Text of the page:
Fuel oil loosed by israeli attack on Jiyyeh has badly fouled a national treasure
By Tom McCarthy Daily Star staff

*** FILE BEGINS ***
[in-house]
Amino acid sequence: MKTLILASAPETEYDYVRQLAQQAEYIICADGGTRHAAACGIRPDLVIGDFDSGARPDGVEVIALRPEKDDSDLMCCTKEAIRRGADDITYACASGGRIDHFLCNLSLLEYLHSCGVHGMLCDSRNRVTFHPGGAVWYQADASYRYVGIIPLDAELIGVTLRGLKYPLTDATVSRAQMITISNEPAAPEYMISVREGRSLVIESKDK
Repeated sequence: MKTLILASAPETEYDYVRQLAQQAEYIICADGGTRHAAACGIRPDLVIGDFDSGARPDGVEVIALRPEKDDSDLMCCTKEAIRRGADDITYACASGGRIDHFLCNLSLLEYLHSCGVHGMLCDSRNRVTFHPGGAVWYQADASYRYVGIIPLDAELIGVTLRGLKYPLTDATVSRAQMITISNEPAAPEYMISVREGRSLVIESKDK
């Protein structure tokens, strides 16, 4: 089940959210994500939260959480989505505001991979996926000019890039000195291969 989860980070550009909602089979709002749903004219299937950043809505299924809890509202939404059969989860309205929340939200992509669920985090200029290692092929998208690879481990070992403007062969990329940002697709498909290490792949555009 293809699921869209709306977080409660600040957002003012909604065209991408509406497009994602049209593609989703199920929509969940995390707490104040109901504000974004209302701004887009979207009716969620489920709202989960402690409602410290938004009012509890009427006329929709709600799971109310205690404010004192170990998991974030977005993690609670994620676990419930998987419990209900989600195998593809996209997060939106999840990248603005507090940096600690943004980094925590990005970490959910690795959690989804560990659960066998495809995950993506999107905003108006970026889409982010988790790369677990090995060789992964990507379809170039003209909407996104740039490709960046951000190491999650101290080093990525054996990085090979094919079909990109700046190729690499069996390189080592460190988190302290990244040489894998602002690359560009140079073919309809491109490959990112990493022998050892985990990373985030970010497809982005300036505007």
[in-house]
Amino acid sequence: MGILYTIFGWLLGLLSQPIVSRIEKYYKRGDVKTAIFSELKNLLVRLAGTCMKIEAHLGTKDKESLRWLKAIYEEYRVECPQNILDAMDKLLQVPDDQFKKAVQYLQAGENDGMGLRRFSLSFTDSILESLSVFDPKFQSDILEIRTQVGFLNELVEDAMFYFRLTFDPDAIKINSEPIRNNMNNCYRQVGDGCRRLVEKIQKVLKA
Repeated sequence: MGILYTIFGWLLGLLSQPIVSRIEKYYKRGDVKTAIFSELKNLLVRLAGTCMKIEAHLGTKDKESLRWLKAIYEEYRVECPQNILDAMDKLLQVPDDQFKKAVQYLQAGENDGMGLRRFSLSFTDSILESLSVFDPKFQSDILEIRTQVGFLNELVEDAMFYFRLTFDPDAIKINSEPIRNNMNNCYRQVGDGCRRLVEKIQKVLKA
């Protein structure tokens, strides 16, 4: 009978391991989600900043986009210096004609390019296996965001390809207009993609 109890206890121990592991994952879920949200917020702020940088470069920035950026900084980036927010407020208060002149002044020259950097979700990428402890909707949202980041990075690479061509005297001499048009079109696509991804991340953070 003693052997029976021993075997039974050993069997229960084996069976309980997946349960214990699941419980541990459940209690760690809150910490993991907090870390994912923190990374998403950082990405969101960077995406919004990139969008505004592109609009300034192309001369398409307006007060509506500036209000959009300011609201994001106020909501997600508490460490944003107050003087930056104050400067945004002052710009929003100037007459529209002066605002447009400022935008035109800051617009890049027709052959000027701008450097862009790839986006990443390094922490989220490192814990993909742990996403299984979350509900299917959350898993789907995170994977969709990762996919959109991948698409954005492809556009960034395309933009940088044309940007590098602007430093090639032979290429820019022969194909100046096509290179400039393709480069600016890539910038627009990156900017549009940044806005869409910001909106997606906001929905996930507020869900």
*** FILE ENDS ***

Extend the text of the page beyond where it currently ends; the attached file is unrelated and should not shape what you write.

BYBLOS: For at least 7,000 years, the hooked bay at the confluence of Lebanon's Darje Valley and the Mediterranean shore has hosted what is believed to be one of the oldest continuously inhabited settlements on Earth. Named Byblos by the Greeks, the modern-day site is famous for the visitor's ability to take in, over the course of a single afternoon, the layered traces of the many civilizations - Phoenician, Hellenistic, Roman, Crusader, Ottoman - that have displaced one another, often violently, on this most scenic and storied stretch of the Levantine coast. This July, in the early days of Israel's bombardment of Lebanon, yet another layer was added to Byblos' open-air archive of the march of history and its attendant bloodshed. Unlike previous editions, however, the most recent layer is not one that preservationists will be at pains to safeguard. On July 15, Israeli attacks on storage tanks at the Jiyyeh power plant south of Beirut sent 10,000 to 15,000 tons of fuel oil into the sea. It has been called the worst environmental disaster in Mediterranean history. Prevailing summer winds quickly carried the seaborne hazard northward. Days later, a sign of the seriousness of what had happened began to materialize 60 kilometers away from the source of the contamination. A tar-like, odorous film appeared on the quarried boulders that reinforce the Byblos jetty; on the white hulls of the dozens of fishing boats tied down in the city's old harbor; on the gravelly beaches stretching to Batroun to the north and Jounieh to the south; and, disturbingly, on the foundation stones of two of the site's historical treasures: the twin, 12th-century seafront towers built as a first line of defense by occupying Christian armies. Suddenly everything the water touched turned black. Last week the gleaming slime on the medieval towers was singled out by the United Nations Educational, Scientific and Cultural Organization (UNESCO) as "the most serious [cultural] damage resulting from the conflict," in a statement issued following a survey of Lebanon's five World Heritage Sites. "The vestiges of the ancient era - Phoenician, Hellenistic and Roman - situated underneath [the towers] are also covered with the same layer of oil," a separate, internal UNESCO report said. Due to its fragility, the site must be cleaned by hand, said the head of UNESCO's survey, Mounir Bouchenaki, in the statement. He estimated it would take 25 trained workers eight to 10 weeks to complete the job, at a cost of some $100,000. On the whole, UNESCO's reports following Israel's July-August bombardment of Lebanon did not contain the bad news that had been feared - of devastating damage to the Temple of Jupiter in Baalbek, for instance, or of similar damage to the Roman hippodrome or triumphal arch at Tyre. Both sites are in vicinities that suffered heavy fire for the duration of the war, however, and neither escaped injury. "Fissures on the lintels of the temples of Jupiter and Bacchus at [Baalbek] had probably widened because of vibrations from bombings nearby and warranted close monitoring," the UNESCO report said. In Tyre, meanwhile, "frescoes in a Roman tomb on the site had come partly unstuck, probably because of vibrations caused by bombs, and required emergency attention." The Tyre frescoes are only "200 meters from the closest bomb spot," a spokesperson at UNESCO's Beirut office told The Daily Star on Wednesday. "There was already a problem [with] their conservation. Additional shocking provoked further problems." The spokesperson - who agreed to speak on condition of anonymity, in place of UNESCO Beirut's official cultural spokesperson, Dr. Abdel Moneim Osman, who was traveling and could not be reached - was concerned that the relative lack of damage at the World Heritage Sites, which were the focus of UNESCO's work, would overshadow major damage at secondary sites across the country. "Somehow it is good news, but you have to be very careful, because unfortunately some heritage sites, not World Heritage Sites, were destroyed," the spokesperson said, mentioning sites in Bint Jbeil and homes in the old souk of Baalbek that took direct hits. "Of course we were glad because the World Heritage Sites are a universal, outstanding value to humanity, and it's good news," the spokesperson explained. "But it doesn't mean that some important sites were not damaged." At Byblos, the southern Crusader-era tower now oversees the narrow inlet to the modern-day harbor. On Tuesday evening, three fishermen stood on the exposed rock shelf seaward from the tower, casting over the margin of goop hugging the shoreline into the relatively clean water beyond. "About the fish there is no problem, because the fish can swim below," said one angler, a Byblos resident in his 20s who gave his name as Rawad and who boasted an almost-full creel as the sun neared the horizon. The tower itself, a rectangular structure of mismatched limestone and marble blocks swept with hardy grass and capped by a dilapidated archway, drops more than 10 meters - the height of 18 cut stones - into the sea on all sides. The tower is green with moss at its base, where limestone meets saltwater. And now it is black, too. In places the uniform coat of fuel oil rises 3 meters from the sea at low tide. Splatter marks on the stones above the solid field of sludge provide an abstract record of the sea's restlessness over the last two months. The UNESCO Beirut spokesperson said an attempt had already been made to clean the gunk from the towers, but that the usual power-washing methods had proved unworkable on the highly articulated stone, which has been degraded by nearly a millennium of exposure to the elements. "The dynamics of cleaning with the same equipment [as used on the modern port] gave a disturbing result," said the spokesperson. "For this reason it's necessary to work manually. We have to use brushes and we have to use a specific solution. Because there are stones underwater and we need to be very careful ... All the archaeological remains are quite fragile." A special cleaning solution must be developed because the compound clinging to the walls of the Byblos port is atypical of fuel-spill disasters, the spokesperson said. "In general, these kinds of catastrophes are always with crude oil. But the oil dumped from the power plant was already processed." The spokesperson said damage to the site will increase the longer the clean-up is delayed. "These kinds of old materials - limestone, mud - they have a big capacity [for] absorption," the spokesperson said. "So they must be cleaned soon." UNESCO has $70,000 available in an international emergency fund, one statement said, but it was unclear whether any of this money would be applied toward clean-up costs. "This is a complicated question," said the UNESCO official. "We'll see what will happen." What exactly has been lost in the damage to the ramparts of Byblos is difficult to qualify. If nothing else, the black slime now besmirching the tower walls is a miserable testament to humankind's failure to act as a caretaker of the past. The latest layer to be added to the Byblos archive is, quite literally, a stain on history.